The COVID-19 pandemic raged across the entire planet in 2020, impacting everything from how we move around to our economy. The global health crisis took a massive toll on all our lives in every respect. The housing market bubble was a serious concern for many Canadian investors as they feared that it would pop due to the harsh economic landscape.
The housing market managed to surprise everyone despite the grim outlook. The low interest rates allowed Canadians to take out more mortgages to buy homes despite the ongoing pandemic. Mortgage relief programs from financial institutions also eased homeowners’ burden, driving housing market activity to inexplicable highs.
However, gray clouds are forming for homeowners and real estate investors buying up homes using mortgage loans. Canadian banks are seeing a higher rate of arrears on mortgages despite the support.
Canadian mortgage arrears during COVID-19
A period of at least three months of non-payment can qualify mortgages to be in arrears. The Canadian Banks Association (CBA) recently released data that revealed mortgage arrears rates jumped in May 2020. If a mortgage is in arrears in May, it implies that the borrower stopped paying in February, a month before lockdowns began.
The increasing mortgage arrears rate is a sign that non-payment issues were already in the works before the pandemic struck. It also means that that low interest rates and mortgage relief programs could not entirely avert the problem.
The national arrears rate is growing steadily during the pandemic. The rate hit 0.26% in May, 12.63% higher from May 2019. The current mortgage arrears rate is the highest it has been since April 2017. Surprisingly, the arrears rate increased despite monumental government support designed to stop this from happening.
While the rise in mortgage arrears is not too high on its own, the sharp increase despite government support is an alarming sign for the housing market.
Fitch Ratings forecasts look bad
The recent Fitch Ratings forecast is adding to a grim outlook for the housing market. According to a report from the firm, Canadian housing prices could see a drop between 3% and 5% in 2021 before they rebound in 2022. The prediction is significantly lower than the Canada Mortgage and Housing Corporation (CMHC) prediction of a 21% decline, but a drop is still on the cards.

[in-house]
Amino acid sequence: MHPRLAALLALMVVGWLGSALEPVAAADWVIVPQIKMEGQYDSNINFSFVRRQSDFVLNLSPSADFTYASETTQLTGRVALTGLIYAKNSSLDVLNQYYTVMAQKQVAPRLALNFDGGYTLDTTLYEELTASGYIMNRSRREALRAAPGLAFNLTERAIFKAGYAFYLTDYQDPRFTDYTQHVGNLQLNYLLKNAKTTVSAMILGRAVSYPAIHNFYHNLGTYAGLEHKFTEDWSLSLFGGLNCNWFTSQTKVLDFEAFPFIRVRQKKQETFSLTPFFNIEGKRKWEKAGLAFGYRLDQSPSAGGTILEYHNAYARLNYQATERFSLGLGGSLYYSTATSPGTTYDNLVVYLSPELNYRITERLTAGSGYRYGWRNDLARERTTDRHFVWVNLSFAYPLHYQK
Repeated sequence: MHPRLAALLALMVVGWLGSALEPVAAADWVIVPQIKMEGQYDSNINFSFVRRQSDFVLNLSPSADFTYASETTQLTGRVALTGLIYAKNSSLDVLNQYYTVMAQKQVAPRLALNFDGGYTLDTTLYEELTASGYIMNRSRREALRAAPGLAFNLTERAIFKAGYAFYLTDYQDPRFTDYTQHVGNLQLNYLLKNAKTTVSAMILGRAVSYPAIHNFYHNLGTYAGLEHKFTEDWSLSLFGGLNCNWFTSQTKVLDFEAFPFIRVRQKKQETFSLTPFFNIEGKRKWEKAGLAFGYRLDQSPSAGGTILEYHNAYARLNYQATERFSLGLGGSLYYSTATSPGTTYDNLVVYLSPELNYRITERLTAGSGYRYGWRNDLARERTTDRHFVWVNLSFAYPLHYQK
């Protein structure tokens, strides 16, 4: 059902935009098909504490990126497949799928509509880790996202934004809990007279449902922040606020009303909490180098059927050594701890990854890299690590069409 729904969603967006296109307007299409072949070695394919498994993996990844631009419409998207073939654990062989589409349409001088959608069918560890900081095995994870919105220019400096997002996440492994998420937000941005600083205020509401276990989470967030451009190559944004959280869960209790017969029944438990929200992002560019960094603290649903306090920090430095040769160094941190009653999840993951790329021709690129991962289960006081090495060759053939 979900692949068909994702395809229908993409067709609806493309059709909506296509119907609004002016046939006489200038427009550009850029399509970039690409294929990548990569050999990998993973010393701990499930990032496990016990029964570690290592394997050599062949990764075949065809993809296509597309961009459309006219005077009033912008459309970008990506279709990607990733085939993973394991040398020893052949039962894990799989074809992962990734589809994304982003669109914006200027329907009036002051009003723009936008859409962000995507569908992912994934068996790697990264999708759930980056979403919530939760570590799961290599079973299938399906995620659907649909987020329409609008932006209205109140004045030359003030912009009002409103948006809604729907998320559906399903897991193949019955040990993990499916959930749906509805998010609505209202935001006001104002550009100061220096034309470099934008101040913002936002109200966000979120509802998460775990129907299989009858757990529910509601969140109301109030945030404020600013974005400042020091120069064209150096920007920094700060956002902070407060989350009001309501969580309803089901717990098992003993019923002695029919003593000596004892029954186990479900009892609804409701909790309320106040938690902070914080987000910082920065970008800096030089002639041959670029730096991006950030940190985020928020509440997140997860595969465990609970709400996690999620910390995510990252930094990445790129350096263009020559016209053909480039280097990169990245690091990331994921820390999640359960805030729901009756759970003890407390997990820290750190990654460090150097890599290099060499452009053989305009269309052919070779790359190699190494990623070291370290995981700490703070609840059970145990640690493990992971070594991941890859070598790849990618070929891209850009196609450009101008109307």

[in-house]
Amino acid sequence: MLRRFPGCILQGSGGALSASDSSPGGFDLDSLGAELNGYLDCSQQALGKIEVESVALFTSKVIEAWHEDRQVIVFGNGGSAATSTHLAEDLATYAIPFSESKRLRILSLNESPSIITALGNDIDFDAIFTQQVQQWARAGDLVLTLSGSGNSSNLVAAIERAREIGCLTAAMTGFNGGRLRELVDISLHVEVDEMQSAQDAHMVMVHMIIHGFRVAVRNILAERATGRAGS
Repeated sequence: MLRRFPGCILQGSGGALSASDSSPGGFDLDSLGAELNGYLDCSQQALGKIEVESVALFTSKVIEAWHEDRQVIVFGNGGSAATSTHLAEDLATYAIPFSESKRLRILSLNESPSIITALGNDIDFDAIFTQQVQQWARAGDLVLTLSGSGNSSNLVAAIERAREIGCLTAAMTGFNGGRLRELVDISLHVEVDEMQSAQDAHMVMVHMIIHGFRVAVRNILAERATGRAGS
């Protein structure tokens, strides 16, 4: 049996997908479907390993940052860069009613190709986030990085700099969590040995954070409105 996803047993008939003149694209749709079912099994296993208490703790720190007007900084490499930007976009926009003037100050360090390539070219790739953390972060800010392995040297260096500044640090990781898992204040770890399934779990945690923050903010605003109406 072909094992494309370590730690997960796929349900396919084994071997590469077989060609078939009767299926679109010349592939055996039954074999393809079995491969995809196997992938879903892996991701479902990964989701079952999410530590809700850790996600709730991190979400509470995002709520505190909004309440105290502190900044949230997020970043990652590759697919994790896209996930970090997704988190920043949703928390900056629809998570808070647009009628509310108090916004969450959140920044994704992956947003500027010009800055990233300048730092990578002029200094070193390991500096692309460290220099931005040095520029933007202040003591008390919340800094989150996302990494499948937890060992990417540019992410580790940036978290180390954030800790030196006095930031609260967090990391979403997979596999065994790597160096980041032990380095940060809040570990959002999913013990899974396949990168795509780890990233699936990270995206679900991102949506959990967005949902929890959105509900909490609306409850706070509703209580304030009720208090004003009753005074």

Invest in recession-resistant real estate
If you are worried about a housing crash in Canada, it would be wise to avoid investing in residential real estate right now. However, you can still invest in the real estate market while avoiding the housing crash through a Real Estate Investment Trust (REIT) like Summit Industrial REIT (TSX:SMU.UN).
As its name suggests, Summit is a REIT that focuses on the industrial sector. Summit invests in a growing portfolio of light industrial properties throughout Canada. The trust is aiming to maximize funds from operations by acquiring assets that show gradual growth. The REIT has expanded its portfolio of properties with an optimistic long-term outlook.
The REIT claims that light industrial properties generate returns that are near the top of the Canadian real estate sector. Industrial properties generally have lower market rent volatility and operating costs. Additionally, the lower capital expenditures and maintenance costs mean that Summit will likely see decent cash flows from its portfolio.
A housing crash is not guaranteed due to the Fitch Ratings forecast or the sharp increase in mortgage arrears rate. However, these two are significant signs pointing in that direction, and it would be wise to be cautious right now. If you want to invest in the real estate sector without exposure to the housing market, you can consider investing in a REIT like Summit.
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This article represents the opinion of the writer, who may disagree with the “official” recommendation position of a Motley Fool premium service or advisor. We’re Motley! Questioning an investing thesis — even one of our own — helps us all think critically about investing and make decisions that help us become smarter, happier, and richer, so we sometimes publish articles that may not be in line with recommendations, rankings or other content.
Fool contributor Adam Othman has no position in any of the stocks mentioned. The Motley Fool recommends SUMMIT INDUSTRIAL INCOME REIT.